Make the Most of Your First Interview: Three Common Pitfalls to Avoid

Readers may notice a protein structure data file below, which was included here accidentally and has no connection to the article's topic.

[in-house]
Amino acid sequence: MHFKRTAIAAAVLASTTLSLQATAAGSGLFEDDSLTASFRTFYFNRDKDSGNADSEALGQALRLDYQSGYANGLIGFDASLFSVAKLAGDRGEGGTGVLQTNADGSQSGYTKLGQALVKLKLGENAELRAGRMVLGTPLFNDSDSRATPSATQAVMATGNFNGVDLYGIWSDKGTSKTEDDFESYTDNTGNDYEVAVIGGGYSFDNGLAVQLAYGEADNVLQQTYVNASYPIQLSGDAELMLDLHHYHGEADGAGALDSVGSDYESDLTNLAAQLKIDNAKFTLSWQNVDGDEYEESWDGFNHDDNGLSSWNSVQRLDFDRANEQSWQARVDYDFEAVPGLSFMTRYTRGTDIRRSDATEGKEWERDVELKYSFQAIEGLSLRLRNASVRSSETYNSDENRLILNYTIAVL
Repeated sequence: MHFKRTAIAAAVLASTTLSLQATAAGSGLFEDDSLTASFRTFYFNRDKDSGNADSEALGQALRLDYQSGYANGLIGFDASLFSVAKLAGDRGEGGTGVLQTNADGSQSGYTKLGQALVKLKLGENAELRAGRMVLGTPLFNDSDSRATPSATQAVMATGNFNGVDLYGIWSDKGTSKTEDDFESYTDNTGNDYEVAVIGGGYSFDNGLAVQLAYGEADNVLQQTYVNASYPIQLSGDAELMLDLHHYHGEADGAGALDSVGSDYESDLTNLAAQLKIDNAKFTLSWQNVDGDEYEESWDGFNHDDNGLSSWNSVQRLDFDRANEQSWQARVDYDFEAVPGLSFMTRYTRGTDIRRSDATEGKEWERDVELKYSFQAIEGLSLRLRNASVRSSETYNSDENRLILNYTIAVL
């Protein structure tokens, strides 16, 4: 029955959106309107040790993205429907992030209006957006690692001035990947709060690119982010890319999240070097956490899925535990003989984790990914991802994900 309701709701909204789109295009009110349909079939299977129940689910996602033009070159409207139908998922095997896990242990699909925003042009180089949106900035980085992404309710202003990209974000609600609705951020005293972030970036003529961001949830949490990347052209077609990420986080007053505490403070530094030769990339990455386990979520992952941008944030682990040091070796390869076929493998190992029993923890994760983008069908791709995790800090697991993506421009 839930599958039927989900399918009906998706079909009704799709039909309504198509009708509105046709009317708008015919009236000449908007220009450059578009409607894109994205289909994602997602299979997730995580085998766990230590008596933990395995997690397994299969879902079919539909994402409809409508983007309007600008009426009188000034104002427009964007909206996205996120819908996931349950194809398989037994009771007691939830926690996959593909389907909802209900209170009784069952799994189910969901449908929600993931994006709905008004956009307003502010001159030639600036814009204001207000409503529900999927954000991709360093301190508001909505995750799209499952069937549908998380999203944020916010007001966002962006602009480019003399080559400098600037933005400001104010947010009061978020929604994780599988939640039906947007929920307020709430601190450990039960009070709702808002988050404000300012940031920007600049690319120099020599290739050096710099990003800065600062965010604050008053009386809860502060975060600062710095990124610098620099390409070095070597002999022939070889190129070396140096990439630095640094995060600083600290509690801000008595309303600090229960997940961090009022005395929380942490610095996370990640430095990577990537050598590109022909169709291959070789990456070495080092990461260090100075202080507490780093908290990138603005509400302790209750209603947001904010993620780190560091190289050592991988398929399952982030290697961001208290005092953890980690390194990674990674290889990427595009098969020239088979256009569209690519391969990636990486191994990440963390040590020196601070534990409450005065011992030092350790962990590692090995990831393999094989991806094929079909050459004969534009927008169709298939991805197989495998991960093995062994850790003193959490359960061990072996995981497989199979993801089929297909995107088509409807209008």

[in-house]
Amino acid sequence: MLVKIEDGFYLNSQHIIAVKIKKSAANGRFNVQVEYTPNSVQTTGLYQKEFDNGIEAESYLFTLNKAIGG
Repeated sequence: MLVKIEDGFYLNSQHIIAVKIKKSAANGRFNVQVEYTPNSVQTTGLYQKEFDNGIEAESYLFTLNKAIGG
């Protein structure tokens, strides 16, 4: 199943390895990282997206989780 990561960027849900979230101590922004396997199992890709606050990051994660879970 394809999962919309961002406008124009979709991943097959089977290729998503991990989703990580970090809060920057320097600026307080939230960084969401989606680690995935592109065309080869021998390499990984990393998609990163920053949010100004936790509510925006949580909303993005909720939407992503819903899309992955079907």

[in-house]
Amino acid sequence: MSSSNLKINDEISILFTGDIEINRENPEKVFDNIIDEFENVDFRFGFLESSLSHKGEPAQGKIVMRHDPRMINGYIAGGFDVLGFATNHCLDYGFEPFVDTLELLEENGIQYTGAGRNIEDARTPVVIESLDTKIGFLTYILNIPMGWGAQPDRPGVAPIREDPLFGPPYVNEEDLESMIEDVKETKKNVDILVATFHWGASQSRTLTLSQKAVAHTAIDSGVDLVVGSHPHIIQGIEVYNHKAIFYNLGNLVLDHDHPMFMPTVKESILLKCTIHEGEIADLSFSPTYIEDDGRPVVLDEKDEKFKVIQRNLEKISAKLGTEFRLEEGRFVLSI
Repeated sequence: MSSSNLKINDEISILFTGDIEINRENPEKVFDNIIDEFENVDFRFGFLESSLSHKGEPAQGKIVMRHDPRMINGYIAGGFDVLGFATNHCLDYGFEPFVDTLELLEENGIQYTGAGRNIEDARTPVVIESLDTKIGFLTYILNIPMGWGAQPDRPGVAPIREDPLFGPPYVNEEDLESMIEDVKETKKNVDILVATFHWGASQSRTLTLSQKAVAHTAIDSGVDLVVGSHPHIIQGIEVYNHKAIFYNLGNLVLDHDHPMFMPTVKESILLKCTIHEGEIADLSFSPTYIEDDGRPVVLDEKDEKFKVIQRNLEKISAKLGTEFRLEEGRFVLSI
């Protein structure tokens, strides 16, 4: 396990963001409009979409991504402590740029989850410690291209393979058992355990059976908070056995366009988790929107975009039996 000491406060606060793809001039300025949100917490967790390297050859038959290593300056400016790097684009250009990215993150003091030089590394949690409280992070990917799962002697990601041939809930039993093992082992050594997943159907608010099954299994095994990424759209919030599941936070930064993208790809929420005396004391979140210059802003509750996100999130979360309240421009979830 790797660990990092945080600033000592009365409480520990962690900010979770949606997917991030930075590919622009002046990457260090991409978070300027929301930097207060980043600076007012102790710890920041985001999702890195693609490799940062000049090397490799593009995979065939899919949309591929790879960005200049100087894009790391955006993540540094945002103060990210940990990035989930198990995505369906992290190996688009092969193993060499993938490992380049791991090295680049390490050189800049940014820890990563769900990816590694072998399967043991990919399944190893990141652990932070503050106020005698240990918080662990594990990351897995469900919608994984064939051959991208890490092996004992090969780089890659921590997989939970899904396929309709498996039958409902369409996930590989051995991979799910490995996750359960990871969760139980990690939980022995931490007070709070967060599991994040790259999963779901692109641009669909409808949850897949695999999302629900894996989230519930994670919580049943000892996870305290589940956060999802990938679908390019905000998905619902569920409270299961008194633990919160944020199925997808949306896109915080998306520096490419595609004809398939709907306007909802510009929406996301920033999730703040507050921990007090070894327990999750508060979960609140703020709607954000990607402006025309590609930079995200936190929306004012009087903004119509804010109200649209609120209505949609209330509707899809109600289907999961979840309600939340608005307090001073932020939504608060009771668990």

There’s a lot of advice out there about how best to prepare for interviews. As a recruiter I often prepared my candidates with information that I thought would help them present at their best when meeting with a potential employer. I quickly learned that even people with extensive career experience sometimes overlooked the types of things that I considered “the basics” of a great first interview. This preparation – made better by in-depth knowledge of the client company’s expectations, values, and hiring process – can give you a real leg up when competing against less informed candidates.Now, as the first interviewer in our recruitment process for Wahl and Case, I’ve met hundreds of candidates who don’t have that recruitment partner to guide them through the preparation and follow-up processes. I’ve also realized that some of the basic elements of a good impression can be so important that there is almost no recovering when they go awry.Whether you are working with a recruitment consultant or applying to jobs directly, if you are serious about exploring an opportunity and positioning yourself to move forward in the hiring process, be sure you are avoiding these pitfalls: Asking for information plainly available on the company websiteThis has evolved to a personal pet peeve for me. It’s one thing to reconfirm the correct location of your interview and another to ask “what’s your address?” when the office details are available on the homepage.I also see candidates resort to this when they are a bit nervous or unprepared with questions to ask during the meeting. It’s reasonable to think of a few relevant questions in advance, since most interviewers will ask you at least once if you have any. Ask yourself, “what are some of the key factors that will influence my decision to join this company?” Interviews are also an opportunity for you to learn more about the role you’re considering; they should be a two-way assessment. While it’s best to save questions about compensation for later steps, first conversations can be a great time to ask about teams, working environment, training, career paths and more.Remember that your interviewers are looking for evidence that you have done your research, are thinking seriously about the opportunity to join their team, and have the ability to think critically. If you ask a superficial question like “where is your headquarters?” you may have given them reason to wonder how much value you would add. Tone-deaf clothing choicesWhile the traditional new grad suit may be the expectation for an initial job hunt in Japan, that same outfit could register as a cultural mismatch at a start-up where employees are dressed very casually. Immediate question marks in the mind of your interviewer about whether you “get” the company culture and could integrate well with the team can be difficult to overcome.The standards for dress will vary widely by, and even within, industry but you can make more informed choices by thoroughly researching the company before your meeting. Do they share photos of employees and internal events on their social media channels or corporate website? Do you know anyone at the company who can give you a better idea of what to expect?My advice would be to dress one step more formally than the person you’ll be meeting. If it’s a company where people walk around in sweatshirts and sandals, maybe you wear dark jeans and a neat top. At Wahl and Case your interviewer would probably not be wearing a full suit, but you wouldn’t be out of place in one. If in doubt, I would recommend guys to wear a suit – you can always take off your tie or jacket for a more casual look – and for women to bring a blazer that you can add to dress-up anything from jeans to a dress. Leaving your interviewer wondering if you’re interestedMost interviewers will not purposely make you feel uncomfortable, however the interview process itself can be stressful. It’s common for nervousness to set in as you head to a meeting with a potential employer, so make a conscious decision to stay positive and focused on the conversation.Sometimes candidates will allow their nerves to get the best of them, which can manifest itself as rambling answers or distracting body language. Even if you’ve prepared for the meeting by considering how you might answer typical interview questions or lined up some thoughtful questions to ask your interviewer, don’t risk going off-topic by trying to give the answer you prepared when it doesn’t suit the question you’ve been asked. Stay focused on the moment at hand and listen carefully. Show your interviewer that you’re interested in what they’re saying now, rather than planning what you’re going to say the moment they stop talking.Even though you may be a bit nervous, remember to smile, thank everyone for their time and say that you’re interested in the position. So many candidates forget this detail and companies are constantly telling recruiters, “we couldn’t see their interest” as one of the reasons they may decide not to move forward in the interview process. Companies are expecting you to take the meeting seriously, but also want to get a sense of what you would be like as a member of their team. Everyone likes to work with people who can smile and say thank you, even when they’re under a bit of stress.Showing your interest in the conversation, as well as the opportunity and the company itself can go a long way. Ask what the next step might be and go so far as to actually say “I’m very excited about this opportunity and would love the chance to proceed.” If you’ve done your research and enjoyed the meeting, this should be evident, but laying it out there with sincerity can help to minimize any doubt that might be lingering.